Consider this. Of the top 11 economies in the world—contributing to over 70% of global GDP—nine would have a shortage of skilled workforce by 2030, at current rates of growth. Countries like Germany, whose current skill shortage is about 4%, would see it dramatically rise to 23% by 2030. China, with the largest population as on date and till recently its one-child policy, would still have a workforce deficit of 3%. India would barely make it, but will struggle to ensure availability of highly skilled workforce to run own businesses.
This scenario is expected to encourage migration from populated countries to where jobs exist. Traditionally, migration of the youth triggers from the need for quality education or forced due to domestic political and social unrest. About 4.6 million students globally study away from their home countries, of which 53% are from Asia. India sends out 300,000 students annually, second to China (800,000). Is this an opportunity or a challenge?
In a globalised world, university education in another country is a real option. Employers also look for people who have global experience, cross-cultural competence and language skills. Among the reasons students go abroad, other than access to quality education, is the need for a better lifestyle and the belief that studying abroad is a passport to good life. For Indians, one of the reasons is abysmal quality of home universities—poor infrastructure, shortage of good teachers, jaded curriculum, industry disconnect. Despite strong ambitions, the higher education system in India lags behind—in a popular ranking, only three Indian universities featured in top 200, and 10 in top 700. Compare this with New Zealand, a small country with just eight universities, and all in top 100!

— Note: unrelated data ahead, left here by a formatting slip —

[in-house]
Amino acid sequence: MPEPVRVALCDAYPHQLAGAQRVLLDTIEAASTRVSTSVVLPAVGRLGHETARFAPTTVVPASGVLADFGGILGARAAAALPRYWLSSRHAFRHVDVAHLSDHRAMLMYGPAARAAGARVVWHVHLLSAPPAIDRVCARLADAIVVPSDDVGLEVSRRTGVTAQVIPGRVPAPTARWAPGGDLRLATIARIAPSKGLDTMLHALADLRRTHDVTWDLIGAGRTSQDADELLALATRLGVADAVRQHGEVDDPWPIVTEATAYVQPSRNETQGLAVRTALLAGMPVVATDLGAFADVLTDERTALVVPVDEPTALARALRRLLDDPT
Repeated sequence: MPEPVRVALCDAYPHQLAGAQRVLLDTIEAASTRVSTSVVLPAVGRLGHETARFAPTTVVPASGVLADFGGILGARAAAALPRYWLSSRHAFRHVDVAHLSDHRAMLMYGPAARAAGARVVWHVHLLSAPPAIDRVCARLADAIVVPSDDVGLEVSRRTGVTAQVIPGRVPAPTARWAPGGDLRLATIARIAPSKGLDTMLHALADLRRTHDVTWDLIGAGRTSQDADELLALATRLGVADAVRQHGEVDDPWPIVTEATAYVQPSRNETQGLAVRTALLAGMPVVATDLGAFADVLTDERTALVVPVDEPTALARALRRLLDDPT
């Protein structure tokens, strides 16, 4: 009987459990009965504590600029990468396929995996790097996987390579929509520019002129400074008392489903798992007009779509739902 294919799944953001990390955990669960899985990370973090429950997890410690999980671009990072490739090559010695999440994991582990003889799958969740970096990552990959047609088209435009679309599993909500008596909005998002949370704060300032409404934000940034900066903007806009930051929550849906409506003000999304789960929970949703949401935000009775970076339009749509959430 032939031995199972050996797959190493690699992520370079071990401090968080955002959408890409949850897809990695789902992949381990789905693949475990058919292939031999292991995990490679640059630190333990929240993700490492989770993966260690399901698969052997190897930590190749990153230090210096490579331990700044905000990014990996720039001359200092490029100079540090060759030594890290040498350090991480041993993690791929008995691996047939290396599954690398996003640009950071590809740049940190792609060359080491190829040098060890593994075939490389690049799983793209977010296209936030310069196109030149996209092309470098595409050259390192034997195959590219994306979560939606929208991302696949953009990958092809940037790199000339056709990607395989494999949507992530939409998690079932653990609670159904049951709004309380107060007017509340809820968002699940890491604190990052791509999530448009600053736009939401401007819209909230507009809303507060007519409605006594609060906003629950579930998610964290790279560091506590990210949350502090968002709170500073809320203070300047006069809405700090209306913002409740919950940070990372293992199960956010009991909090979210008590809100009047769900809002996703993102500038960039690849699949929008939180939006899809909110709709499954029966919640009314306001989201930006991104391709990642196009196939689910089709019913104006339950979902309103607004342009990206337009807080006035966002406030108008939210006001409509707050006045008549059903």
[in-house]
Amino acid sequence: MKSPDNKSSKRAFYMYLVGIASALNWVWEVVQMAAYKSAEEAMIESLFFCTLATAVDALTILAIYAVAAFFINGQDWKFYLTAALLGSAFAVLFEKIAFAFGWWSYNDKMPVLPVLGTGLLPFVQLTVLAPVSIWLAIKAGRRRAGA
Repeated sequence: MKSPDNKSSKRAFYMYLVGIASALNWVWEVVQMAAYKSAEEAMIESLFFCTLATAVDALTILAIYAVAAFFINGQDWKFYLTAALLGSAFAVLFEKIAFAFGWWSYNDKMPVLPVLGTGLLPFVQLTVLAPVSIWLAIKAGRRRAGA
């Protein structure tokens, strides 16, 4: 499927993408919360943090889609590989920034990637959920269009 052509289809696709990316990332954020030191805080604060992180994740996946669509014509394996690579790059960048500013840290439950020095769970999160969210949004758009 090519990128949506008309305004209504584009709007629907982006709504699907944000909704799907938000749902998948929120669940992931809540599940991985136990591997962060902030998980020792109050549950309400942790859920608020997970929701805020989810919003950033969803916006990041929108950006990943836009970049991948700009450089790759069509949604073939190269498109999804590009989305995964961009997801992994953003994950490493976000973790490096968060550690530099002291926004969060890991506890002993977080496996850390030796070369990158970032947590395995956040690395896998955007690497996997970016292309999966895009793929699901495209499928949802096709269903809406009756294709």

We will be one of the youngest nations by 2030—with 140 million people in the college-age group. Recent policy changes, including the setting up of a super regulator for managing universities, is an indication of the government’s resolve.
Indians who study abroad often stay back—most look at a country that allows staying back options, has liberal visa rules, low fees, before deciding on the course. This may be good for student development and skill acquisition, but we need to find answers to a fundamental question: Do we allow students to study aboard, acquire skills, migrate and support host countries, or encourage them to return and narrow the workforce shortage in our country?
Also, this comes at a cost. In 2016-17, Indians spent $3.7 billion towards ‘maintenance of close relatives’ and ‘studies abroad’, with these two items accounting for 45% of all outward remittances. Worryingly, for a country that runs a perpetual trade deficit, these outflows have grown 13-fold since FY12, from $279 million. This is a huge drain on our resources. The amount sent out is more than many of our mega federal social support programmes.
Most nations where students migrate from also receive foreign students to balance the outflows. China, for example, had more than 800,000 students in varsities abroad in 2016, but half as many foreign students in its own campuses. In Malaysia, inbound students equal those studying abroad. Singapore has more than twice the number of college students it sends overseas. In India, it’s largely a one-way street—the number of students lodged abroad is more than four times inbound numbers.